Embedded links in message text shows publishers' attempting to use Facebook to promote activism. Stein (2009) discusses environmental organisations' motivations when using new media; emphasis is placed on communicating information, generating resources and mobilising users – actions promoted through the embedded links in Table 2. The calls–to–action in the 'high engagement' embedded links are actions that can easily be carried out online, and could be classed as 'clicktivism'. The 'low engagement' sample on the other hand includes activities that require more effort from users. This could support criticism that 'clicktivism' erodes offline activism, with users believing they have done their part by sharing posts with their network (Karpf, 2010; White, 2010).
De Vries et al. (2012) promote the use of questions as a mechanism for engaging users on Facebook, especially to increase comments. Canvassing questions were included in posts that received 16,058 comments, with 40% of Greenpeace's and 65% of WWF's most commented–on posts using canvassing. The results therefore support De Vries et al. (2012), showing that questions are valuable for increasing dialogic exchanges with users. Although Cvijikj and Michahelles (2013) recommended avoiding questions in favour of photos, the sampled publishers' questions tended to be accompanied by photos of either entertaining or provocative subjects. As photos provide more 'vivid' content (Cvijikj and Michahelles, 2013), combining questions with images could be responsible for higher engagement than if questions were text–only status updates.
Thematic analysis highlighted many sub–themes across the three publishers' 'high' and 'low' engagement posts. The fact that many categories appeared in both 'high' and 'low' engagement samples shows that the most common 'low engagement' categories should not be avoided completely. Categories that appear most frequently could simply be favoured by publishers based on their organisational objectives.
Grouping posts according to the pillars of sustainability highlighted differences between publishers' content. Greenpeace and Guardian Environment receiving higher engagement for 'economic' content could support Hendry's (2005) findings that Greenpeace mobilises networks to target economic concerns. The lack of 'economic' content in WWF posts could indicate that fewer posts in their entire dataset were 'economic' themed, whilst social posts were mainly organisation–centric. As noted by Zito and Jacobs (2009), WWF should cover a wider breadth of issues in line with their broad aims, whilst the data supports Alcock's (2008) findings that ENGOs can struggle to reconcile the three pillars of sustainability. The difficulty for publishers is that although they control the content they share, they may favour content that users are likely to engage with. The messages that environmental publishers communicate could therefore become moderated (unintentionally) by users.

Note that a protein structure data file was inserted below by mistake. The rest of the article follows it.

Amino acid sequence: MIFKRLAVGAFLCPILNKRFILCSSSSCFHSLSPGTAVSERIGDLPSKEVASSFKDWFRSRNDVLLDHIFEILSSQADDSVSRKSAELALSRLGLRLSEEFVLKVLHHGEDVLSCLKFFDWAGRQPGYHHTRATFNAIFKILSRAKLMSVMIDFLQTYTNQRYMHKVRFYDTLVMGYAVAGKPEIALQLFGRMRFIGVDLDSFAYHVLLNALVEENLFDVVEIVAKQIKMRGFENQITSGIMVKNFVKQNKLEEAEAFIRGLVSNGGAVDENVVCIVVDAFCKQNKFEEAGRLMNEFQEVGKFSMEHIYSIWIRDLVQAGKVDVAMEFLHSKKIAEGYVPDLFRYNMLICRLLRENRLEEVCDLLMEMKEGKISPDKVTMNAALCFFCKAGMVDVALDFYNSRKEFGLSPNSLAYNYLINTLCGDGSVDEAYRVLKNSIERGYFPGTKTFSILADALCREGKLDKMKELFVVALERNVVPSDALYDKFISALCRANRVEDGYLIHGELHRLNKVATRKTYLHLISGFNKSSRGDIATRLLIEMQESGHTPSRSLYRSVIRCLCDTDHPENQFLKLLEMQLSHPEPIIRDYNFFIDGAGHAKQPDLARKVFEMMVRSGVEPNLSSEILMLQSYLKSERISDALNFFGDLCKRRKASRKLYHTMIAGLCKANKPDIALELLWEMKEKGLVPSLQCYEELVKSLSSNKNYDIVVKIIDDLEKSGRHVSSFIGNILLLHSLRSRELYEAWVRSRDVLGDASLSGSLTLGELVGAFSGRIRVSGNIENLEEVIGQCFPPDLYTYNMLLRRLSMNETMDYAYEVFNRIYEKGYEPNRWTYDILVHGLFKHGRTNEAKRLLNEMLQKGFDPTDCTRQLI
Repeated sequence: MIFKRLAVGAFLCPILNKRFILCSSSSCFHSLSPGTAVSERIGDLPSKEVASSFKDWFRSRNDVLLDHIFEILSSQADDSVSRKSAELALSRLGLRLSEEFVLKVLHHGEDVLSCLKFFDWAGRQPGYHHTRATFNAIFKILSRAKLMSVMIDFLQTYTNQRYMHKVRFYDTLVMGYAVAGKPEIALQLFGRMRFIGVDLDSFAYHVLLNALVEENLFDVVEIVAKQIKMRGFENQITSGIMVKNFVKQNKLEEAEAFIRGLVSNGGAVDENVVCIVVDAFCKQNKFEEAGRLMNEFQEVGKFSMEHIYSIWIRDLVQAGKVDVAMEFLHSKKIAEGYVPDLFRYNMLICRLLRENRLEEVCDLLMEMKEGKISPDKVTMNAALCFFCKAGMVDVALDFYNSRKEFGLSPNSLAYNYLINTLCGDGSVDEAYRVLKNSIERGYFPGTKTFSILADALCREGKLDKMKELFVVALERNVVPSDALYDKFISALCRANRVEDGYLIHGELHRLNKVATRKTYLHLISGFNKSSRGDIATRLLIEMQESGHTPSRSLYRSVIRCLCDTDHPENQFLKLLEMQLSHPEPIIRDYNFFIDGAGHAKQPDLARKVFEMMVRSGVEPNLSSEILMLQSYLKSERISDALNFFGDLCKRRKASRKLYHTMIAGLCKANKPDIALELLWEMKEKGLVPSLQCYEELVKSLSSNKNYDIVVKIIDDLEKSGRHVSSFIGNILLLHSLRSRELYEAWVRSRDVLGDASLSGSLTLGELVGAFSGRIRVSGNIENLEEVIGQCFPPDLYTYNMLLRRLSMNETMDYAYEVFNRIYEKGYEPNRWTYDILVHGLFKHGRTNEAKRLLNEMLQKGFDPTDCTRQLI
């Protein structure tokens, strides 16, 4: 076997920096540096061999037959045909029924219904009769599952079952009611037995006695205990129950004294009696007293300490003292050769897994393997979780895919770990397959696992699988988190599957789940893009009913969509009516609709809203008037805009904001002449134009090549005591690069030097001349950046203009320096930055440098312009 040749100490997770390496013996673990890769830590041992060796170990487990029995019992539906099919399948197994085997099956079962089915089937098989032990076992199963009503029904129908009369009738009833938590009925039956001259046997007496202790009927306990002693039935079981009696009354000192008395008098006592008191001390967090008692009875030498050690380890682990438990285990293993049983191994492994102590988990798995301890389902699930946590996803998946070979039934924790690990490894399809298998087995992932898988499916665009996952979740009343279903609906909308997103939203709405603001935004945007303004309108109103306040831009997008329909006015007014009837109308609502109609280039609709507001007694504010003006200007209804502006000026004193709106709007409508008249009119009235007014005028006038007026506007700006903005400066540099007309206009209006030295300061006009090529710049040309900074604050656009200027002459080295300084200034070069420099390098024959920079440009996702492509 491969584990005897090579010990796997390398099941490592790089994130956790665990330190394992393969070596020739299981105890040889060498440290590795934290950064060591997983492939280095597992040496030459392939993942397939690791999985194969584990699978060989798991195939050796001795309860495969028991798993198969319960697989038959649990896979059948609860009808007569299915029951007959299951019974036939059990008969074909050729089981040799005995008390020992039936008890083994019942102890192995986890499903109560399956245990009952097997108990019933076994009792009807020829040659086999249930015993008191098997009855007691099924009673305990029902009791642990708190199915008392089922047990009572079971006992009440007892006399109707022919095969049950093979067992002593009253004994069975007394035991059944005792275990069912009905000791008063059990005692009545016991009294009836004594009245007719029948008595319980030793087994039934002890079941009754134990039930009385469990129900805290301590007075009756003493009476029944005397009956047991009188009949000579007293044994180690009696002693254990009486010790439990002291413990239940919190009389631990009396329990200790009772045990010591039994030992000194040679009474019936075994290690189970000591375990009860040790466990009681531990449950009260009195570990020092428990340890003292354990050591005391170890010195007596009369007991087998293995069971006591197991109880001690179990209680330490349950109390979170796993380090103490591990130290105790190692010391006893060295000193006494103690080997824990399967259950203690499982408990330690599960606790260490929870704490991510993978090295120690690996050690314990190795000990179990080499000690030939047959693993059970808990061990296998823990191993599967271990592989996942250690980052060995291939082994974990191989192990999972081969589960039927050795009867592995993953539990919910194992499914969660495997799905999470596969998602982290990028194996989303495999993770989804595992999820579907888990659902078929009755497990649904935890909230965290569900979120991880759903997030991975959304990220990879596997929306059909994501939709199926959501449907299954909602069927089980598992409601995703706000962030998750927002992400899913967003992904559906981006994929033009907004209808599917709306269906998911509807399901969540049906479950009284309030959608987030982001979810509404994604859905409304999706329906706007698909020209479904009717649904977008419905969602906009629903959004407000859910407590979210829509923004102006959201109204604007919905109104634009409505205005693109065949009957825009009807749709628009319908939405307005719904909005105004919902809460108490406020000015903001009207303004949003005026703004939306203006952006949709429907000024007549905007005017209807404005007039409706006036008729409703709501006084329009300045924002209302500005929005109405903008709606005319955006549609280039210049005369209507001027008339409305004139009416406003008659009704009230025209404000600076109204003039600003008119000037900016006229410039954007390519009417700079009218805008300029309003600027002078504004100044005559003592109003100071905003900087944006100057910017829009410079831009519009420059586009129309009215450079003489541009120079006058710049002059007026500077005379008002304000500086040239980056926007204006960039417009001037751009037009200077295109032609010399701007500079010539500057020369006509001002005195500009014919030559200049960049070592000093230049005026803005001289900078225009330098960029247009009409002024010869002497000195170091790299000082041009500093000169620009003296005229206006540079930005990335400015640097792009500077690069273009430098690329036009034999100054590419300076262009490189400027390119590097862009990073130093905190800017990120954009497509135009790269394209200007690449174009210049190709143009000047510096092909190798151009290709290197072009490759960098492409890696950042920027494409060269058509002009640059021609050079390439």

The 'Natural Environment' posts in Table 4 show how environmental publishers commodify nature (Castree, 2003) to entertain their users. Playing the role of 'entertainer' could be part of publishers' strategy to increase the reach of posts which promote the organisations' activities. Through 'reactions', 'shares' or 'comments', users can promote content to their own networks, potentially generating 'page likes' for publishers. By creating more engaging content that users react to, publishers could cause their users' Facebook algorithms to adapt, making their future posts more likely to appear in their users' news feed (Boland 2014; Patel, 2016). Although the commodification of nature can be criticised for assigning economic value to the environment (Liverman, 2004; McCauley, 2006), it could be a valuable technique for environmental publishers to increase the visibility of their content.
Table 5 shows how WWF's 'Organisation Activities' posts used events to encourage fundraising and activism. By linking their products to events, WWF are disguising their appeal for users to contribute by making their fundraising attempts more indirect. Greenpeace's inclusion of links to petitions with informational posts could be classed as a similar strategy; both approaches aim to increase engagement with the ENGOs' objectives without directly asking users to perform a specific action. If the strategies convert to engagement from users, criticisms about 'clicktivism' could be countered (e.g. Karpf, 2010; White, 2010) (Halupka, 2014).